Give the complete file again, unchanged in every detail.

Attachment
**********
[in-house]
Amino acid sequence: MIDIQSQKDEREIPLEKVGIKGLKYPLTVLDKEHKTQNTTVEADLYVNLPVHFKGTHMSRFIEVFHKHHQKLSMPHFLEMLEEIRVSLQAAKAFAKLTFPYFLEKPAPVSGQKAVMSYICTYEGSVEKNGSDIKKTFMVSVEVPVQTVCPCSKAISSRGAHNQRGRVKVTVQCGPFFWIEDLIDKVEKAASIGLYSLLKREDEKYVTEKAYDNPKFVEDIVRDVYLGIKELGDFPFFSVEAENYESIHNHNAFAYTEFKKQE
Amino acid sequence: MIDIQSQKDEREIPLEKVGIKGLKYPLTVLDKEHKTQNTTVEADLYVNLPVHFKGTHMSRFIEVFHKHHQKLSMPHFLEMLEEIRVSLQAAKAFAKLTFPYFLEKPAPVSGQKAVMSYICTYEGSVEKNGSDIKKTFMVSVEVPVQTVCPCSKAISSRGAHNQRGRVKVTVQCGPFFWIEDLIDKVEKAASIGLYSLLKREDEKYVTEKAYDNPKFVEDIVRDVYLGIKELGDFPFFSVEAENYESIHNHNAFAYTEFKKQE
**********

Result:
[in-house]
Amino acid sequence: MIDIQSQKDEREIPLEKVGIKGLKYPLTVLDKEHKTQNTTVEADLYVNLPVHFKGTHMSRFIEVFHKHHQKLSMPHFLEMLEEIRVSLQAAKAFAKLTFPYFLEKPAPVSGQKAVMSYICTYEGSVEKNGSDIKKTFMVSVEVPVQTVCPCSKAISSRGAHNQRGRVKVTVQCGPFFWIEDLIDKVEKAASIGLYSLLKREDEKYVTEKAYDNPKFVEDIVRDVYLGIKELGDFPFFSVEAENYESIHNHNAFAYTEFKKQE
Amino acid sequence: MIDIQSQKDEREIPLEKVGIKGLKYPLTVLDKEHKTQNTTVEADLYVNLPVHFKGTHMSRFIEVFHKHHQKLSMPHFLEMLEEIRVSLQAAKAFAKLTFPYFLEKPAPVSGQKAVMSYICTYEGSVEKNGSDIKKTFMVSVEVPVQTVCPCSKAISSRGAHNQRGRVKVTVQCGPFFWIEDLIDKVEKAASIGLYSLLKREDEKYVTEKAYDNPKFVEDIVRDVYLGIKELGDFPFFSVEAENYESIHNHNAFAYTEFKKQE